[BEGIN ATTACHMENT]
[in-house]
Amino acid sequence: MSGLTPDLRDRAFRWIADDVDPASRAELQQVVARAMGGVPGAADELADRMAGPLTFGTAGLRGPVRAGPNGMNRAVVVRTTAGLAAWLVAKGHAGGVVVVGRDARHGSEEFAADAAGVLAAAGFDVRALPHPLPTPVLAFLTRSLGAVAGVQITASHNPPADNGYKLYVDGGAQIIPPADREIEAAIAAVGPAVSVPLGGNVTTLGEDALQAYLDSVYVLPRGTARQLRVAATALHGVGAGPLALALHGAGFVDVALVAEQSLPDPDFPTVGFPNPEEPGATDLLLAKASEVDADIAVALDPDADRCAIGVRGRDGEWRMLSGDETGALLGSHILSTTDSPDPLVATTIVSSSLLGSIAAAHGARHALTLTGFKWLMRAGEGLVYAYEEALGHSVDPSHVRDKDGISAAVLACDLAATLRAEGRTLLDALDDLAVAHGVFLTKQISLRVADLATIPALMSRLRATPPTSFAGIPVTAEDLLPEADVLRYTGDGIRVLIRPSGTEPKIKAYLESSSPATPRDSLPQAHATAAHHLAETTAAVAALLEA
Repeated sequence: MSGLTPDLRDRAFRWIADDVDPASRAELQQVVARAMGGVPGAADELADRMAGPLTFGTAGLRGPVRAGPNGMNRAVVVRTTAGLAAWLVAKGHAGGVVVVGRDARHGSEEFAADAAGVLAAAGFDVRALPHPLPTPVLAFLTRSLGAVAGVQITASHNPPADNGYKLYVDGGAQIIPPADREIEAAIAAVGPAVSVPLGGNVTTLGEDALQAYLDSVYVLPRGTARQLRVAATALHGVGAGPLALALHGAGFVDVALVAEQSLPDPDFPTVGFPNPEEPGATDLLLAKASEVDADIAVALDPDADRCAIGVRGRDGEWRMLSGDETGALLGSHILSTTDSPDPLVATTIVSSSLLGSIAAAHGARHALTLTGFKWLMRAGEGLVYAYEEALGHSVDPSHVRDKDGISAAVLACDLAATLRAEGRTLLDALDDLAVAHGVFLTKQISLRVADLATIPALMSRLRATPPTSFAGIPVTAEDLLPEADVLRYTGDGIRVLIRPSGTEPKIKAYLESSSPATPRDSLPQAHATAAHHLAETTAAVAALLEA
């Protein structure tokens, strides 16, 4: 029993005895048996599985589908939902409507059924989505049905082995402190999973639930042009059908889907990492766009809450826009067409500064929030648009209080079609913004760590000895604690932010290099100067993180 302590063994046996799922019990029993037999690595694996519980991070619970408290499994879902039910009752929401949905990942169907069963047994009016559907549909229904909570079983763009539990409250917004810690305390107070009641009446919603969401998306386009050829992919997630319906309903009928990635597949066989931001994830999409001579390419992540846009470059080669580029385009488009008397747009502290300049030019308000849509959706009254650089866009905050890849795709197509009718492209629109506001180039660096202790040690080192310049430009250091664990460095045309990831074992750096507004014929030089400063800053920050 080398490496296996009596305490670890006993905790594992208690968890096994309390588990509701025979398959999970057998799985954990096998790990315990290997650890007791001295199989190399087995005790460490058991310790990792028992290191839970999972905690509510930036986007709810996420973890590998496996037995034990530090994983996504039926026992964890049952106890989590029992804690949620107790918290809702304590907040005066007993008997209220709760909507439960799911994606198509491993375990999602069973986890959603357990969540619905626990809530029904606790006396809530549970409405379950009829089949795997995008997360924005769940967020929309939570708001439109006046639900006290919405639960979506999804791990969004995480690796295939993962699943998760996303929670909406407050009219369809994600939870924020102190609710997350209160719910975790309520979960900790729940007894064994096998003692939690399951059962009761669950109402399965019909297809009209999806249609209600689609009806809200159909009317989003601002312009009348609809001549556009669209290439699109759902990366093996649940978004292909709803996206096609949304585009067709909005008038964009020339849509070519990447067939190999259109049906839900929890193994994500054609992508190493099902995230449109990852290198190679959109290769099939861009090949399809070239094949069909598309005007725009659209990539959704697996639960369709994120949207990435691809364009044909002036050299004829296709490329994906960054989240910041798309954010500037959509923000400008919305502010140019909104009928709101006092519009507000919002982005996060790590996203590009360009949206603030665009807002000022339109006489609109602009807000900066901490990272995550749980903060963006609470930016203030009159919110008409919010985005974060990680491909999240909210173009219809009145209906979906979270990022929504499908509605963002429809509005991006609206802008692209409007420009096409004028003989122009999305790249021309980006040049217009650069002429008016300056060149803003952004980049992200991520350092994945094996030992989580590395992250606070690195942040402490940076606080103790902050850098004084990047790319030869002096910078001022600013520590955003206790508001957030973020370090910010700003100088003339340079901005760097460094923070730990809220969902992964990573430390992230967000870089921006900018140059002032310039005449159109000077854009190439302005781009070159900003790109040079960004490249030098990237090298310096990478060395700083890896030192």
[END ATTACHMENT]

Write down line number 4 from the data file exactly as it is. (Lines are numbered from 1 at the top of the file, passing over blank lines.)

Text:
């Protein structure tokens, strides 16, 4: 029993005895048996599985589908939902409507059924989505049905082995402190999973639930042009059908889907990492766009809450826009067409500064929030648009209080079609913004760590000895604690932010290099100067993180 302590063994046996799922019990029993037999690595694996519980991070619970408290499994879902039910009752929401949905990942169907069963047994009016559907549909229904909570079983763009539990409250917004810690305390107070009641009446919603969401998306386009050829992919997630319906309903009928990635597949066989931001994830999409001579390419992540846009470059080669580029385009488009008397747009502290300049030019308000849509959706009254650089866009905050890849795709197509009718492209629109506001180039660096202790040690080192310049430009250091664990460095045309990831074992750096507004014929030089400063800053920050 080398490496296996009596305490670890006993905790594992208690968890096994309390588990509701025979398959999970057998799985954990096998790990315990290997650890007791001295199989190399087995005790460490058991310790990792028992290191839970999972905690509510930036986007709810996420973890590998496996037995034990530090994983996504039926026992964890049952106890989590029992804690949620107790918290809702304590907040005066007993008997209220709760909507439960799911994606198509491993375990999602069973986890959603357990969540619905626990809530029904606790006396809530549970409405379950009829089949795997995008997360924005769940967020929309939570708001439109006046639900006290919405639960979506999804791990969004995480690796295939993962699943998760996303929670909406407050009219369809994600939870924020102190609710997350209160719910975790309520979960900790729940007894064994096998003692939690399951059962009761669950109402399965019909297809009209999806249609209600689609009806809200159909009317989003601002312009009348609809001549556009669209290439699109759902990366093996649940978004292909709803996206096609949304585009067709909005008038964009020339849509070519990447067939190999259109049906839900929890193994994500054609992508190493099902995230449109990852290198190679959109290769099939861009090949399809070239094949069909598309005007725009659209990539959704697996639960369709994120949207990435691809364009044909002036050299004829296709490329994906960054989240910041798309954010500037959509923000400008919305502010140019909104009928709101006092519009507000919002982005996060790590996203590009360009949206603030665009807002000022339109006489609109602009807000900066901490990272995550749980903060963006609470930016203030009159919110008409919010985005974060990680491909999240909210173009219809009145209906979906979270990022929504499908509605963002429809509005991006609206802008692209409007420009096409004028003989122009999305790249021309980006040049217009650069002429008016300056060149803003952004980049992200991520350092994945094996030992989580590395992250606070690195942040402490940076606080103790902050850098004084990047790319030869002096910078001022600013520590955003206790508001957030973020370090910010700003100088003339340079901005760097460094923070730990809220969902992964990573430390992230967000870089921006900018140059002032310039005449159109000077854009190439302005781009070159900003790109040079960004490249030098990237090298310096990478060395700083890896030192």